Problem with last hive

Discussion in 'General Beekeeping' started by PerryBee, Apr 25, 2011.

  1. PerryBee

    PerryBee New Member

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    Last nice day here for a while according to the forecast so figured I better go out and finish the last 4 hives.
    Went throught the first 3, no problems, spotted the queens, 2 or 3 frames of brood on the go, lots of stores left. I cleaned the bottom boards and reversed the deeps, no problems.
    Then I get to the last of my hives, lots of traffic, take off the top box, set it aside. Only see a couple hundred bees in the bottom box so I remove it, clean the bottom board and set the top box back on the bottom board. I start going through this box ( there were plenty of bees here, solid 7 frames worth) and notice right away they are a little buzzy. Lots of bees but it didn't take me long to figure out there was a problem. Found a emergency queen cell soon to be capped, middle of a frame. Found another queen cell on the bottom of a frame with an egg in it and a third cell on the side of a frame with a young larvae in it as well. No queen and absolutely no brood, capped or open anywhere to be seen. :(
    Now under normal circumstances I would have given it a frame of open brood from another hive but the 2 other hives next to it could not spare the frame without seriously weakening them. My new queens I have ordered won't be here until May 14th (if all goes well) so what to do?
    :confused:
    My decision?
    I did nothing.
    I left everything alone other than reversing the deeps. I figure they are trying to raise what they consider to be a viable queen and will be OK for the short term. I cannot see how these eggs can possibly be any good as there was absolutely no other egss or larvae to be seen so I am puzzled as to where they came from. There are hardly any drones to be seen and some of my hives are just beginning to raise some so even if these cells hatch out, there won't be any mature drones around anyways.
    I hope that they will fooled by these queen cells long enough to hold off developing laying workers until my queens arrive in 3 weeks and then I will just requeen.
    I know there are plenty of minds greater than mine around here so what say you?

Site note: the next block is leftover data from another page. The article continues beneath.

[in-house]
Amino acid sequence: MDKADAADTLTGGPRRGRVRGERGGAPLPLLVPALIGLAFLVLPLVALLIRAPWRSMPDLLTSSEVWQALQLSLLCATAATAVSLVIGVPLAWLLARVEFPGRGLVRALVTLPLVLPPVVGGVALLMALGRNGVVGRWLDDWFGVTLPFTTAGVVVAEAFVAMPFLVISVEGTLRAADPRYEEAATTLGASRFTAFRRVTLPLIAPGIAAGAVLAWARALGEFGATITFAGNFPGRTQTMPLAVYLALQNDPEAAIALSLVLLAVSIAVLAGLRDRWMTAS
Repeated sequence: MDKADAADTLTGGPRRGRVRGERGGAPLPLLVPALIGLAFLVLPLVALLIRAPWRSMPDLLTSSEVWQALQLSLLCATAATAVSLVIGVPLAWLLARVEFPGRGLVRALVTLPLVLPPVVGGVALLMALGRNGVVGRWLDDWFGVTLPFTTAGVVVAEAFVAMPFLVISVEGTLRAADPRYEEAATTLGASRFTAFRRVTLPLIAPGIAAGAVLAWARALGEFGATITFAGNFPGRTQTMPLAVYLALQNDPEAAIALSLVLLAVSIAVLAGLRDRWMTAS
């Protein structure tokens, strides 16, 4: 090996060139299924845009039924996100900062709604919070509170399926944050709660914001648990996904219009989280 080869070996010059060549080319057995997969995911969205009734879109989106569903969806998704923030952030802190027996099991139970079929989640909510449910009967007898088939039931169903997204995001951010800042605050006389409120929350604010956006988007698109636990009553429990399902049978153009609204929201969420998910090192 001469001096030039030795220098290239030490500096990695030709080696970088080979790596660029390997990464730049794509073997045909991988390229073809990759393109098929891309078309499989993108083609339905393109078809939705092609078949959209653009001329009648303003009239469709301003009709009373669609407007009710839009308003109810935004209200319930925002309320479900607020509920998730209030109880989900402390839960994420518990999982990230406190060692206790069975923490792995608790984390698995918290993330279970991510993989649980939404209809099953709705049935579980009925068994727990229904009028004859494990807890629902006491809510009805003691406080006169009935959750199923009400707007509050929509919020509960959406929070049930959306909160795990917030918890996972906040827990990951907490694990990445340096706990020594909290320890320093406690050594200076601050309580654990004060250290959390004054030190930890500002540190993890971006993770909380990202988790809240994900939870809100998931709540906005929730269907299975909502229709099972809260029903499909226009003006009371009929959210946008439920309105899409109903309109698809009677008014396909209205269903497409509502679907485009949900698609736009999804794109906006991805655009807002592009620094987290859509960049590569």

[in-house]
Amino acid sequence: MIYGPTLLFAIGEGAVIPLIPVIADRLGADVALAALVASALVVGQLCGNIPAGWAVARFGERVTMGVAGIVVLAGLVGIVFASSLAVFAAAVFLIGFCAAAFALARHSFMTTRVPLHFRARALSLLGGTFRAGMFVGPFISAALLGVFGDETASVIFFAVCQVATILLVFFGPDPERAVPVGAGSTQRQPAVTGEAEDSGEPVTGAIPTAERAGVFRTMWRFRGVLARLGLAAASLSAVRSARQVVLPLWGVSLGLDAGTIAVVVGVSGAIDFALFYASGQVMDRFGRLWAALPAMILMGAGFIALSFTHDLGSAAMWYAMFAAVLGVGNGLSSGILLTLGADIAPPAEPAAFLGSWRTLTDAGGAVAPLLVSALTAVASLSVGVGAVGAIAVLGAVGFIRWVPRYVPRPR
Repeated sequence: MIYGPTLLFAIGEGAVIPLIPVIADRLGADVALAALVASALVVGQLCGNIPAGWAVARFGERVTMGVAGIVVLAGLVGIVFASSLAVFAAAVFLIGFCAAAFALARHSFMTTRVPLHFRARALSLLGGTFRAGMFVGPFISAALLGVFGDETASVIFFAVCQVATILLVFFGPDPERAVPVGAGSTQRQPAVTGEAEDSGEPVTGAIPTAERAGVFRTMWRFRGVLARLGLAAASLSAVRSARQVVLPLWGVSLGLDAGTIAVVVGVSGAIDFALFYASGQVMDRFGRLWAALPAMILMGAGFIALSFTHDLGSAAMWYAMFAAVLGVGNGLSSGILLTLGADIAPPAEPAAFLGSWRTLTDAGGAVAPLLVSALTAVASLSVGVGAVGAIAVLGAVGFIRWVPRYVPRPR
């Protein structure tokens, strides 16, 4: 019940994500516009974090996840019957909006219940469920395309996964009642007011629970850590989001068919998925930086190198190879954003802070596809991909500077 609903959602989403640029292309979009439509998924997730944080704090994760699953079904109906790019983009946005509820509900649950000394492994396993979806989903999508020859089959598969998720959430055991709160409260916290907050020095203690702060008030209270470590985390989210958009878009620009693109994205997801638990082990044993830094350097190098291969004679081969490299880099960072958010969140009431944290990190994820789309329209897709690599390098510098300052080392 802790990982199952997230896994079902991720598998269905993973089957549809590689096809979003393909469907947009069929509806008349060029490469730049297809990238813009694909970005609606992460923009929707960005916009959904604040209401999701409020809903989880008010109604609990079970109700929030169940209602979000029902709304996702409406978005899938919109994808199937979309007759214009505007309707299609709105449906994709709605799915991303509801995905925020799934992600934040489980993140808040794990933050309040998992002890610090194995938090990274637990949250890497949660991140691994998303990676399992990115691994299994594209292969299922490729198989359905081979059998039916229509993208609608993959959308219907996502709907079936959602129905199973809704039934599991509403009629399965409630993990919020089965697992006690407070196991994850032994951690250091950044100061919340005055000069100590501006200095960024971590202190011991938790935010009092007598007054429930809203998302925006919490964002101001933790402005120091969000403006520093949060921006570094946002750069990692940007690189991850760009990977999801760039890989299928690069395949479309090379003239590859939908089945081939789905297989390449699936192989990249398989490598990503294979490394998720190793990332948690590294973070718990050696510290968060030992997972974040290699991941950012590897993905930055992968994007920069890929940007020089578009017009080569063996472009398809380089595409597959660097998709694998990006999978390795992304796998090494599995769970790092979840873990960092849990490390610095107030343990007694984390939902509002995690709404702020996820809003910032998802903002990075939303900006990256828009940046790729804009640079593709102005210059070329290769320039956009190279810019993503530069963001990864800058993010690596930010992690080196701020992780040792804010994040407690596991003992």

Do you think I made an alright decision?
    Should I have just combined it with another hive?
    I could go to another yard and swipe a frame but I have just gone through all my hives the last 3 days and don't really want to disrupt them anymore than I have to.


    All feedback will be appreciated. :)
     
  2. Omie

    Omie Active Member

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    Personally, I'd go nab a frame with some eggs from anywhere I could, and put it in, just in case. I'd keep letting them raise whatever queen cells they had going though. But I'm no expert, maybe someone has better advice...
     

  3. rast

    rast New Member

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    Just my random thoughts.
    Plenty of bees, probably still in somewhat of a winter mode (just starting to lay drones) so that means longer bee life.
    Unless your queens are delayed (that's a biggie this year), you should have them (your expected date) before anything your bees are raising now will begin to lay, if they are found by drones and that's a maybe. Poorly mated if they are.
    To delay laying workers the only option I see is adding brood frames to try to salvage them if your queens arrive on time.
    If the queens on order are for splits, combining would work well, just combine with one of the hives you are planning to split. If its one of your strongest you could possibly get a three way split out of it with the combine. Also gets rid of worrying about that hive. If this was happening to me in say Jan. here, I'd combine and then split.
     
  4. PerryBee

    PerryBee New Member

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    Hey rast:
    I may combine this with another hive I have that has a queen but isn't real strong. I'll give it a week, I figure I've got at least that long (probably a couple weeks) before anything happens with those cells. The biggest problem with this idea is they are in different yards (again).
     
  5. tecumseh

    tecumseh New Member

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    Perrybee writes...
    I did nothing.

    tecumseh...
    on many occasions a wise move is to do nothing at all. This gives you time to consider alternatives and collect more pertinent information.

    Combining with the idea of splitting later when you have queens in hand sounds like the reasonable route if you have any doubt about the availability of mature drones. I assume it is a little early in the season for drones in Nova Scotia? On most occasions I would give the native cells a chance, but without drones they are very unlikely to amount to little.
     
  6. rast

    rast New Member

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    My experience FYI. Combining with a hive with a sorry laying queen is a waste of time and bees. Only postponing the inevitable. I know it is written that sometimes it will kick start a queen into laying well again. Just hasn't worked for me.